Iain Dale presents the evening show on LBC Radio and is a commentator for CNN.

Well what a day that was. I normally write this column on a Thursday morning, and when I started to type this yesterday I had woken up to the fact that the DUP were refusing to go along with Boris Johnson’s compromise plan with the EU over the Irish border. A few hours later there was white smoke, albeit not from the DUP. Hmmm. Perhaps mention of white smoke and the DUP might cause my old acquaintance Ian Paisley to spin in his grave. Apologies for that. No, the white smoke came from the Berlaymont building in Brussels.

To be honest, I think we were all taken a bit by surprise. But there it was, the deal that no one thought Boris could either get, or frankly ever intended to get. We all have short memories, but I remember during the leadership contest when he would constantly say he intended to reopen the Withdrawal Agreement and abolish the Backstop.

The Withdrawal Agreement, the EU said, could not be reopened. It was.

The Backstop could never be touched or abolished, said the EU. It was.

Regulatory alignment could never be watered down, they said. It has been.

This was a diplomatic and negotiating triumph for a prime minister who has only been in office for 85 days. I doff my cap. I never thought it was achievable, but it was. OK, there are many aspects of the deal which I could criticise, but in this sort of situation you never get all you want. And most sensible people recognise that.

The next crunch time comes tomorrow when the House of Commons meets to decide whether to pass the deal. I keep coming back to the point that if opposition MPs are so fearful of No Deal, why are they still so reluctant to support an actual deal? I know why. It’s because it’s got nothing to do with a deal. It’s all to do with thwarting Brexit. And the general public can smell that a mile off.

The next deadline is Saturday evening when, if the deal hasn’t passed, the Prime Minister is supposed to send a letter to Brussels requesting an extension to Article 50. Hints continue to be dropped by Number 10 that there is some way around this, but we’ll have to wait and see.

If the letter is sent, and a No Deal Brexit really is avoided then the next test must surely come on Monday when Boris Johnson will surely again challenge the opposition parties to agree to an election. They may well try to delay that until 31st October just in case the Prime Minister tried to pull a last minute fast one. There is also much talk of Labour moving towards a position, first articulated by Tom Watson before the Labour conference, whereby there would have to be a confirmatory referendum in advance of an election. This would also mean keeping Boris Johnson in power for another nine months. Is it really a credible position for Labour to describe Boris Johnson and his government in evil terms and yet be the prime movers of keeping him in power for nine months longer than absolutely necessary? As Alastair Campbell might say, this is all tactics and no strategy.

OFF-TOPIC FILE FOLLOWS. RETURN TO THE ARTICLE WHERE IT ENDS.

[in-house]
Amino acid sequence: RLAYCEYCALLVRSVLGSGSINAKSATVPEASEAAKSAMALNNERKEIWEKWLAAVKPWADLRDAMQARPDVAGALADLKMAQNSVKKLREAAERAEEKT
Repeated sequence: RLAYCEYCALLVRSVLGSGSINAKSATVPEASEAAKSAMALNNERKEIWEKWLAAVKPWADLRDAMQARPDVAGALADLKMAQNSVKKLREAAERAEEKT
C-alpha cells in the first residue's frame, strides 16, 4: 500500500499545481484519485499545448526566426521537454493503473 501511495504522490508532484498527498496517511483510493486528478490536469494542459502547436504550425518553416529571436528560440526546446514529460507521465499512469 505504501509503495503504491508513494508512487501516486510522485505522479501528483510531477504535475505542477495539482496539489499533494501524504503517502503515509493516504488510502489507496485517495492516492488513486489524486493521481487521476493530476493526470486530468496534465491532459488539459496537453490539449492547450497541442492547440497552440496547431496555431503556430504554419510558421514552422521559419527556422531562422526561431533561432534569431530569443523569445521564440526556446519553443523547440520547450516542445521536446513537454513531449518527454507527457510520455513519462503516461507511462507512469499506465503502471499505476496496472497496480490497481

– – – – – – – – – –

Sky News have seemingly trolled themselves by opening up a new channel which won’t have any Brexit news on it whatsoever. But it only operates Monday to Friday 5pm-10pm. Utterly baffling. You can just imagine the meeting where some bright spark came up with the idea and no one was prepared to tell the bright spark he or she was talking utter bollocks. It has been glorious to see Adam Boulton treat the idea with the contempt it deserves.

– – – – – – – – – –

The race to succeed John Bercow as Speaker of the House of Commons hasn’t really caught light yet and it’s not easy to predict the winner. There are nine candidates but none of them have really pulled ahead of the others. Lindsay Hoyle and Harriet Harman are said to be the two favourites, but it wouldn’t at all surprise me to see Chris Bryant come up on the rails. Lindsay Hoyle’s problem seems to be that while he is very popular among Tories, Labour MPs aren’t flocking to him. It’s a sort of reverse Bercow situation. Harriet Harman, meanwhile, is struggling to attract any Tories at all. Among the Tory candidates, Eleanor Laing would appear to be the frontrunner, but in the LBC hustings last week it was Shailesh Vara who impressed most. Everyone assumes he’s running because he really wants to be a deputy speaker, but in the right circumstances maybe he might come through the middle. Stranger things have happened.

– – – – – – – – – –

The fact that Dame Louise Ellman has quit the Labour Party has sent reverberations through what’s left of the right of the party. It’s been a long time coming, but it had a certain inevitability about it. The reaction on the hard left has been predictably disgusting, and if she had any doubts about leaving after 55 years, the comments on Twitter threads will have dispelled them. I just hope she never read them. The question now is what the more moderate voices in the Labour Party do now. The answer is probably nothing. Why? Because they hope that after an election the long nightmare of the Corbyn leadership will be over and things will get back to normal. They won’t, though. The hard left have a vice-like grip on the party machine now, and in any leadership election following Corbyn’s departure, it is almost inevitable that the most hard left candidate would win. Everyone is talking about Angela Rayner, Rebecca Long-Bailey, Laura Pidcock and Emily Thornberry duking it out. Just imagine, though, if Diane Abbott threw her hat into the ring…